Erik August Skogsbergh had a burning in his heart to win souls for Christ. In 1876 the Swedish Evangelical Lutheran Mission Association on the north side of Chicago invited him to come from Sweden and be their pastor. He had a powerful evangelistic ministry among the Swedish immigrants in the new land and soon became known as “the Swedish Moody.”
I (Scott) am thankful that Skogsbergh followed God's call on his life because of the impact he had on my great-great-grandfather and—by extension—on my own life. On November 12, 1876, A. G. Gustafson gave his life to Christ as one of many young Swedish immigrants who were touched by the revival in Chicago. His commitment to the Lord included sharing his faith with his family, and we who follow in his footsteps know that Grandpa Gustafson left a strong heritage of a burning heart.
Today I'm sitting in Chicago just outside the loop reflecting on those who were here before me and those who will remain after. Joel and I came two weeks ago to visit David, establish Joel as a resident of Illinois and start looking for work for him. During the past few days in this city, I couldn't help but wonder when I might be walking some of the same streets that my great-great-grandfather knew when he was here. Only 700 yards from this apartment is the site where, in 1871, The Great Chicago Fire began to smolder in the barn of Mrs. O'Leary. I'm not sure when A. G. Gustafson first arrived in Chicago, but the fire was only five years before his conversion. Could he have been here then? Might he have walked past this very property to observe the damage from the two-day blaze? Eventually, the burning in his own heart proved to be equally as productive as the destructive power of those flames.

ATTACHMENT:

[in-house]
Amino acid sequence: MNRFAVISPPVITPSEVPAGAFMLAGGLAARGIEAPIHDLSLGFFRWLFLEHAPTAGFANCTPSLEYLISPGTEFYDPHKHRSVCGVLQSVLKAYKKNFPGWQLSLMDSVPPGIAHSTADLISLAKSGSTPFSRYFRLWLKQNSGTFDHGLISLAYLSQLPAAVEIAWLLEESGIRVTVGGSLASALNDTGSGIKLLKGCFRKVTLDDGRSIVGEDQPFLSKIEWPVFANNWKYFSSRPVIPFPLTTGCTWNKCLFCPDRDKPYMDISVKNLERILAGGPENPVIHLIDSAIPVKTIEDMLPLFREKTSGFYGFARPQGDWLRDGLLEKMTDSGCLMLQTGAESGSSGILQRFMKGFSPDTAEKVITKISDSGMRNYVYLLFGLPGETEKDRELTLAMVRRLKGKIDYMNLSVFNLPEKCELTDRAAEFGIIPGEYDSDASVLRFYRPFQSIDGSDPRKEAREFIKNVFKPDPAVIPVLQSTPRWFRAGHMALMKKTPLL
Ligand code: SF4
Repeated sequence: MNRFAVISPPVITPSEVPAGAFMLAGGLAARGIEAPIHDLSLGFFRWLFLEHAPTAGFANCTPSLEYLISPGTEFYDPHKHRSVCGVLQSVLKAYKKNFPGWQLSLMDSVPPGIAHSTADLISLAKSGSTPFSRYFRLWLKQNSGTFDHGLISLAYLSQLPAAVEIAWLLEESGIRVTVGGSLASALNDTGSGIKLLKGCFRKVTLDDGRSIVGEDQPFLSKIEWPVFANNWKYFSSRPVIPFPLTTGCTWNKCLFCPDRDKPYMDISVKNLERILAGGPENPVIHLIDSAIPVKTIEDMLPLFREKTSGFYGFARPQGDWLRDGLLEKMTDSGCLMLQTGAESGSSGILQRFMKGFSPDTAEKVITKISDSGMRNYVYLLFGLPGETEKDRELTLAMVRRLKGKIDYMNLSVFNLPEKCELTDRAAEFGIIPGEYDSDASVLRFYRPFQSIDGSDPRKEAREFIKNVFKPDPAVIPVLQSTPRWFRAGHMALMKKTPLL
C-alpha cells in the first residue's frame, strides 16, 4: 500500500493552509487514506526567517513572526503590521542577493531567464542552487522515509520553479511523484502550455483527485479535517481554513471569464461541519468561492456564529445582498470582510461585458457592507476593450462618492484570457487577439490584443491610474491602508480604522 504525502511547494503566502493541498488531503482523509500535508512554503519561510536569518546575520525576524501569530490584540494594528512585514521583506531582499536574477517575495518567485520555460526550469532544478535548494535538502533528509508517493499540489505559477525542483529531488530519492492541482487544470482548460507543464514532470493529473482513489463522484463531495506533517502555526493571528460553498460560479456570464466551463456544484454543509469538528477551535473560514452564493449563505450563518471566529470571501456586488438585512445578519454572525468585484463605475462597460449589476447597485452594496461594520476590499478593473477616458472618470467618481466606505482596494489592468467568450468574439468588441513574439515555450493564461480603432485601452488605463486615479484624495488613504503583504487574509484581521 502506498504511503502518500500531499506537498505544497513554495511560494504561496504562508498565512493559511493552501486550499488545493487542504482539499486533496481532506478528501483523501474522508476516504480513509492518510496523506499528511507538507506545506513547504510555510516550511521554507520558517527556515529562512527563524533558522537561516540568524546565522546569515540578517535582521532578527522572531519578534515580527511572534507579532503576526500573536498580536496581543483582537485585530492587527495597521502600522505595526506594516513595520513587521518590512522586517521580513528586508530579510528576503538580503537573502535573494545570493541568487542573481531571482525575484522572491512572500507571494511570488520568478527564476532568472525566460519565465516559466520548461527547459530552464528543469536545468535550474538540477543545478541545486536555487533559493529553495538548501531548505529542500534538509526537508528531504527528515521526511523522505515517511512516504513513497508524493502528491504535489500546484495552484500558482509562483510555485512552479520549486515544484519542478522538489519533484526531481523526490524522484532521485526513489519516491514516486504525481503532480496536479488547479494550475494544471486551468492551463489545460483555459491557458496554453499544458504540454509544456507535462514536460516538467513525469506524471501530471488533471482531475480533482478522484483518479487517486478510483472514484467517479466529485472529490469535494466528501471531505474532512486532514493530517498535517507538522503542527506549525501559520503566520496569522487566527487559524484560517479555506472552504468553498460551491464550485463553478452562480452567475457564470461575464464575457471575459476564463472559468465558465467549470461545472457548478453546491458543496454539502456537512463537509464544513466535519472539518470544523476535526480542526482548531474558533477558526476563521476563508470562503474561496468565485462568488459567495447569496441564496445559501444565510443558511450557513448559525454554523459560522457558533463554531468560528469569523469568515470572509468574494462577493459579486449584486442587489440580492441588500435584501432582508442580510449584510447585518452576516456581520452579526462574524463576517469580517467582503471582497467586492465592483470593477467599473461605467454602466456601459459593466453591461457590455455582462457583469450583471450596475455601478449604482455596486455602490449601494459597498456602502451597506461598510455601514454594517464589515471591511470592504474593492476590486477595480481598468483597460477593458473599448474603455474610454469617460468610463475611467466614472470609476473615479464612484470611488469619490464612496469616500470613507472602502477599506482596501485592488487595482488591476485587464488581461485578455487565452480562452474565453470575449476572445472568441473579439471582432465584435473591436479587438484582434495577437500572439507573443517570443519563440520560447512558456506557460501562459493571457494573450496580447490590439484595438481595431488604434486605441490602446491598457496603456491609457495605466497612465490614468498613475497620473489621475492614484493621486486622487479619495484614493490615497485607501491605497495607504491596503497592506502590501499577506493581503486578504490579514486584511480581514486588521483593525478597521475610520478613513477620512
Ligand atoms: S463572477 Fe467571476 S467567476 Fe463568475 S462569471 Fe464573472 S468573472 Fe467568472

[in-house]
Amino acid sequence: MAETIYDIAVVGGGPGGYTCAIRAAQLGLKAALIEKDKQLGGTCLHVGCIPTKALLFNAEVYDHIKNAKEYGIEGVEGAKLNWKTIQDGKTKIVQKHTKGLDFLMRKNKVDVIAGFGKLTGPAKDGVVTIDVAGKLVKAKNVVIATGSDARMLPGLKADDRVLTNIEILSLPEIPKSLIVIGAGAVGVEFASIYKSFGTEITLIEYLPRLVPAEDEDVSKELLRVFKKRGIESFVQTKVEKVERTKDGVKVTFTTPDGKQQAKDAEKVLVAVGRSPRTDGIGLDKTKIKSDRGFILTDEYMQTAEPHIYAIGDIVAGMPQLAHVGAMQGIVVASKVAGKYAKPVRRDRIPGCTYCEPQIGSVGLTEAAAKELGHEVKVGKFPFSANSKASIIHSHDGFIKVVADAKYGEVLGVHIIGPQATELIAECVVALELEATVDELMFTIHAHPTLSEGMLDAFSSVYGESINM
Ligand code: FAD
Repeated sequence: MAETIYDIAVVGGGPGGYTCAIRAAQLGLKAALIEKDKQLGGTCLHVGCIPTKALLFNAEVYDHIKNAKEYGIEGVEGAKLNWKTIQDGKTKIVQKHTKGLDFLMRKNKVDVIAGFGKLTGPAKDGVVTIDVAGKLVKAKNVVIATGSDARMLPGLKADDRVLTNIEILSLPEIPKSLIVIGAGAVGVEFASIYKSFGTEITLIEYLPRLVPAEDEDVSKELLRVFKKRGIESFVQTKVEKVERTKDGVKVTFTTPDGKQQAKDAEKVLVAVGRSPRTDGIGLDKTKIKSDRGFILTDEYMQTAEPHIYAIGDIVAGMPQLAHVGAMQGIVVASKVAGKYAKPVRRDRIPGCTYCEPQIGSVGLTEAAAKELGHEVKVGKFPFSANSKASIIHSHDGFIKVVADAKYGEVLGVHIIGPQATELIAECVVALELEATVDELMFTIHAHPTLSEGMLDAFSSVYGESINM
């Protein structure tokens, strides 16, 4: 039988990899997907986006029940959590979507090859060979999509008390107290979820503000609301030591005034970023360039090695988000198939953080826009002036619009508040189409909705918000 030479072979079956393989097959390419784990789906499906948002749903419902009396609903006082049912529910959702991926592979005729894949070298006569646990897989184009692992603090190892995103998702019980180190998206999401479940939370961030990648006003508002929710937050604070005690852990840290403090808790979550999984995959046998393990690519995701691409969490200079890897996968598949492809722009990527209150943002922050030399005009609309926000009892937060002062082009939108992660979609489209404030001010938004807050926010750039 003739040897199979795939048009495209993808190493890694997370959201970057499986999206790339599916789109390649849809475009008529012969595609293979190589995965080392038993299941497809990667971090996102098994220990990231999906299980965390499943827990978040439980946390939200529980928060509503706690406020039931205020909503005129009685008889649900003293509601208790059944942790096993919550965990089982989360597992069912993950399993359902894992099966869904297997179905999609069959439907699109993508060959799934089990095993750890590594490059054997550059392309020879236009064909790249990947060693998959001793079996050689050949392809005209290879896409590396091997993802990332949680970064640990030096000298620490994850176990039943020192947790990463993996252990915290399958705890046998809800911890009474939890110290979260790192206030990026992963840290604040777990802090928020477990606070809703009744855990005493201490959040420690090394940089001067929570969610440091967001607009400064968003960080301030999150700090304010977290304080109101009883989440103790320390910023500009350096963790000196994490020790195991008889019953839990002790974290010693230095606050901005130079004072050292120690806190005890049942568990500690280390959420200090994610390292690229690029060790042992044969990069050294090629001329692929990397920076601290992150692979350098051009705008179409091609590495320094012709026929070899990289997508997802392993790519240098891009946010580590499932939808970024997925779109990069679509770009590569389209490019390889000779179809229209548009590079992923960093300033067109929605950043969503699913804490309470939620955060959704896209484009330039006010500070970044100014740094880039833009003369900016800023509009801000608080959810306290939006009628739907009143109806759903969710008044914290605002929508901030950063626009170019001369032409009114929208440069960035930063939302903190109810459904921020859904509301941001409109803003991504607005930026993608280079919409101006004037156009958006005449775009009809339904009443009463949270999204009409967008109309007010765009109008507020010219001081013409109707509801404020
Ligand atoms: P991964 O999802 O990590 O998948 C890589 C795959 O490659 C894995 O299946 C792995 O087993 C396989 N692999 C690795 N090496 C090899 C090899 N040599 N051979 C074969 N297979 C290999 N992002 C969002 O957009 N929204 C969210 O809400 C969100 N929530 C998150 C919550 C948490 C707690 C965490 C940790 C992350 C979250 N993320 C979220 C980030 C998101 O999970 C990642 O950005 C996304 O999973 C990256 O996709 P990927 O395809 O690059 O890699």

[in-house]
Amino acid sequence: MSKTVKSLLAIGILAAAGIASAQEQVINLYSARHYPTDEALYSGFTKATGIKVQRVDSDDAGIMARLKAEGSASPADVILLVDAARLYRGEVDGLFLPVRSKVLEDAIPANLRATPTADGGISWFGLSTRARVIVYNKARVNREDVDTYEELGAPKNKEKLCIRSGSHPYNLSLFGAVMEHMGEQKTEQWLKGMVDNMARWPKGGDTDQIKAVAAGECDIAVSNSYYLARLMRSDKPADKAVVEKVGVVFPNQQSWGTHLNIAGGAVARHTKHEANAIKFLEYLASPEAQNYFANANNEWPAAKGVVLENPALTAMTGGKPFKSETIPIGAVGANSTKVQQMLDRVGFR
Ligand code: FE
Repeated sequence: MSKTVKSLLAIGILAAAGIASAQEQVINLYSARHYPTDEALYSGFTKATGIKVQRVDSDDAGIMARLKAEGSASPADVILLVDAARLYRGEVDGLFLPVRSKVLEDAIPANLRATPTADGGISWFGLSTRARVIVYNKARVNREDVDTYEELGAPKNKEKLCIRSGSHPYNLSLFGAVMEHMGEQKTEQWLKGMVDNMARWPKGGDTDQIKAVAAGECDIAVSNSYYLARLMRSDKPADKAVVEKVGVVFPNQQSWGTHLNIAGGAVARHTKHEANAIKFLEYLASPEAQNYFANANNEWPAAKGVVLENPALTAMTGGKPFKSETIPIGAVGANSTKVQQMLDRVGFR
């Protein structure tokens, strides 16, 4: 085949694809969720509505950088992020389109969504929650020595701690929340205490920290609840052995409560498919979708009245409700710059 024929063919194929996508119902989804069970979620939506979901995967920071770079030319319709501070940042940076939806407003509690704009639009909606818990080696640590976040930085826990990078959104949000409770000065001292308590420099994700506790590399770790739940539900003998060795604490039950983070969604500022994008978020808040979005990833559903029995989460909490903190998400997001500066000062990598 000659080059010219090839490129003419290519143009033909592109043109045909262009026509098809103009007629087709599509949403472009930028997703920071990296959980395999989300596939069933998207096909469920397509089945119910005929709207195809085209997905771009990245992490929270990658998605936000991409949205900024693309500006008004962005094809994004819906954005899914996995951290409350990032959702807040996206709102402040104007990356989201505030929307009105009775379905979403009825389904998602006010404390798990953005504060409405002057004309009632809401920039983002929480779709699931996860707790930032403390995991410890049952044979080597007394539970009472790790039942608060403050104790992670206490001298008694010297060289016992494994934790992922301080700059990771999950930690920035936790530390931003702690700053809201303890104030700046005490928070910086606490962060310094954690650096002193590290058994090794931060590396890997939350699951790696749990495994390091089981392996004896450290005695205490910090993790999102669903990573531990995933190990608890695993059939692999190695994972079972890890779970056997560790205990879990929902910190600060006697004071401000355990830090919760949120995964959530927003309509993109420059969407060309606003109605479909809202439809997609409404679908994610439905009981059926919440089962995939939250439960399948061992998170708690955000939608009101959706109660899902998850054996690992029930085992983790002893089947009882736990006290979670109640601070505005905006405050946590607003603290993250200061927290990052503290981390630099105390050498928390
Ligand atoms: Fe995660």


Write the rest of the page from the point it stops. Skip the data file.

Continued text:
Although I haven't found A. G.'s name inscribed on the streets of Chicago, I did find his imprint on the life of a man near here. You see, A. G. had a grandson named Wes who gave his life in ministry. He was a missionary to China and a pastor in St. Paul, Minnesota among other places. When I was visiting a supporting church an hour from here, an elder of the church casually mentioned his spiritual mentor, Wes Gustafson. After comparing notes we confirmed that my relative and his pastor had been the same person.
God has allowed Skogsbergh's burning heart to be passed to A. G. Gustafson, to most of the Gustafson family, to his grandchild (Wes), and through Wes to others whom his life has touched. Seeing the effect that can be produced through the generations has renewed in me a desire to fan the flames burning in my own heart.
Those Who Will Remain
On Wednesday I'll be leaving David and Joel behind in Chicago and returning to Ecuador. I sense a burning in their hearts that makes me proud. I pray that they will leave an impact on this city and everywhere else they might go. Their impact will likely not be as visible as that left by Skogsbergh and certainly not as rampantly destructive as the Great Chicago Fire. Nevertheless, if they fan the flames it will no doubt be just as powerful as the impact left by Wes in the life of a man who now serves as elder of a church. May God put men and women in their path who need the holy fire they can spread. And may God give me tremendous opportunities to do the same in Ecuador.
Quite obviously, Mrs. O'Leary's barn is no longer here. I've been past the site several times this week and even stopped once to look at the monument. But even more prominent than the monument is the new building that now occupies the property—the Chicago Fire Academy. About two hours ago I saw some firemen in training—learning to rescue people from a tall burning building. One might say they were fanning the burning flames of a passion to rescue people from destruction. Let's also look for ways to fan our own passion. Let's look for opportunities to turn the ruins of life into a holy burning fire to reach other souls for Christ.